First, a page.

- Associated Press - Sunday, July 13, 2014

SIOUX FALLS, S.D. (AP) - Mixing work and play can lead to better productivity.

That’s why it’s not uncommon to see grown men and women jumping on trampolines and climbing ropes at Leif Ericson Day Camp or even learning the sport of curling.

“We try to introduce activities that are out of everyone’s element,” Karla Santi, a partner at Blend Interactive, told the Argus Leader (http://argusne.ws/U46Nd7 ). The staff of 17 at the Web strategy, design and development business recently went curling.

“Nobody even knew the rules,” she said.

The only real rule was to have fun and embrace something new.

“We could all be silly and be bad at something together,” Santi said. “It was competitive but not.”

After some recession-related cutbacks, several businesses in Sioux Falls increasingly tout the importance of team building for employees. Activities vary and often include a community component or additional training.

When people work hard, it is important to balance that with play, executives say.

While none of the companies can list a monetary return on investment for team building, they say it fosters teamwork, stronger communication and content employees. That adds up to better company productivity.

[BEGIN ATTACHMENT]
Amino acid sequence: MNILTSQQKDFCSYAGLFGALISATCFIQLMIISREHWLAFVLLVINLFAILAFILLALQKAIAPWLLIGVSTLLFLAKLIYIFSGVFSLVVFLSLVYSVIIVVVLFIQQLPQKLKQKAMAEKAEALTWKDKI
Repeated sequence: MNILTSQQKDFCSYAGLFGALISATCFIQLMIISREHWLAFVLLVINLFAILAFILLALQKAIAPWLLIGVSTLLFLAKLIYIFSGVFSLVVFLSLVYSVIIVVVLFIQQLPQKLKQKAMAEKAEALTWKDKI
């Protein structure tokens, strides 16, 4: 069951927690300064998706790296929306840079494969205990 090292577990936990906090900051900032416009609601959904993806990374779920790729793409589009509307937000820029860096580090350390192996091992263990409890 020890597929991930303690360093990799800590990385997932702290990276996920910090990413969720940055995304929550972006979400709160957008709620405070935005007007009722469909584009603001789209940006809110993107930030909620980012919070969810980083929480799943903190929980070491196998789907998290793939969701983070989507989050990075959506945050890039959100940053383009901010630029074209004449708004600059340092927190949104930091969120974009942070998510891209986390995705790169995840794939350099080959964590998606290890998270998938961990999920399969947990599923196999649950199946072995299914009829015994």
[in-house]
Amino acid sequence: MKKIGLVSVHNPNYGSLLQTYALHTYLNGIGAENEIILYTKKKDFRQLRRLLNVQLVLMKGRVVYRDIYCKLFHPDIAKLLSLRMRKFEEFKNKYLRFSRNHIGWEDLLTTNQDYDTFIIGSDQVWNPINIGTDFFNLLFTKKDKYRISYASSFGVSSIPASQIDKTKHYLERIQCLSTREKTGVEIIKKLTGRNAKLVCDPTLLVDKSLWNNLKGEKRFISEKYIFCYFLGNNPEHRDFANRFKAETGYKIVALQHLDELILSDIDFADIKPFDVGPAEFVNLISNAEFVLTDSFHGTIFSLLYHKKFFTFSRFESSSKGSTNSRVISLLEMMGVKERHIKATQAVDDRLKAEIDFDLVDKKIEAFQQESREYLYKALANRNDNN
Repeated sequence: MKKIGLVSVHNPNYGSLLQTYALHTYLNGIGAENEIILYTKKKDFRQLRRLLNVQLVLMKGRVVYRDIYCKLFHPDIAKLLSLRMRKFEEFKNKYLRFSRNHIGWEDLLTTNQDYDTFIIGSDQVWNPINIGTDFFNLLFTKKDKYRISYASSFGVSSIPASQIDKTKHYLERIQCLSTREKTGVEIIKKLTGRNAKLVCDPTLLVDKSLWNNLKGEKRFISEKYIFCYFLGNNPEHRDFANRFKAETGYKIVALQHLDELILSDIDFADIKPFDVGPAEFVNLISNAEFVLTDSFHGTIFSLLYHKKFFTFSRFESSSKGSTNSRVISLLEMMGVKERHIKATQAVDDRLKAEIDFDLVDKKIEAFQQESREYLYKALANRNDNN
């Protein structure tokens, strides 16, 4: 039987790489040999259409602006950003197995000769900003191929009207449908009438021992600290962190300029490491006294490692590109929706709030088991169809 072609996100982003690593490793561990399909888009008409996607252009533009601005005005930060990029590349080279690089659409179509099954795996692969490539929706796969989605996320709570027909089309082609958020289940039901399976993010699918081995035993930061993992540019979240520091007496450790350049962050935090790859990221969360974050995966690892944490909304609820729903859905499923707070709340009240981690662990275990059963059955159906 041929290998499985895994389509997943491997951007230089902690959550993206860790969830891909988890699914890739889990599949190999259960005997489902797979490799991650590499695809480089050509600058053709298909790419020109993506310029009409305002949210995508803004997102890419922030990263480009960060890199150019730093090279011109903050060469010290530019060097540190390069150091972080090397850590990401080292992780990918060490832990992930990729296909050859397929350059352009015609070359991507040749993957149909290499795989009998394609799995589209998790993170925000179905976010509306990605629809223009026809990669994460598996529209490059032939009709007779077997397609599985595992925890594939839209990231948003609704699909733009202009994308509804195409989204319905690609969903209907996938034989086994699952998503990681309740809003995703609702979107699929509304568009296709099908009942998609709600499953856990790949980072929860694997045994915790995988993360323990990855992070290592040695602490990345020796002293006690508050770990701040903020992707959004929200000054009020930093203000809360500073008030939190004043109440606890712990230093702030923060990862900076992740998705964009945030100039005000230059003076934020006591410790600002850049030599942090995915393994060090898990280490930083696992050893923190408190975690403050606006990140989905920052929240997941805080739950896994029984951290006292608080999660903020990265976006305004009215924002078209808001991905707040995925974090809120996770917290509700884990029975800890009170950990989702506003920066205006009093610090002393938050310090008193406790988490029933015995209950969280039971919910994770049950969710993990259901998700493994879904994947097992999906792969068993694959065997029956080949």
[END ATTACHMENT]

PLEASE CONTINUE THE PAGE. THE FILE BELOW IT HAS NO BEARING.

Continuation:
Getting to know each other outside of work helps at work, Santi said. That’s one reason Blend has lunch catered into the company kitchen each Friday. Workers sit around one big table and can talk about things other than work. Blend designed its office to have a full, homey kitchen and other collaborative space.

“I feel like communication is critical on projects. When you know the people well that you work with, it’s easier to communicate,” Santi said.

At ethanol giant Poet, with more than 300 employees in Sioux Falls and 1,700 companywide, it’s important that people have the chance to get to know each other instead feeling like strangers who happen to work at the same company, executives said.

Without an emphasis on training in smaller groups, department team-building events and community service work outside the office, the company likely wouldn’t have the same warm, friendly atmosphere that senior vice president of human resources Colleen Stratton sees.

“If team members spend time together, they find their department works better and the company tends to grow and flourish,” she said.

After one department did the Leif Ericson ropes course more than a year ago, employees came back with a new appreciation for each other because they had to work together to complete tasks on the course.

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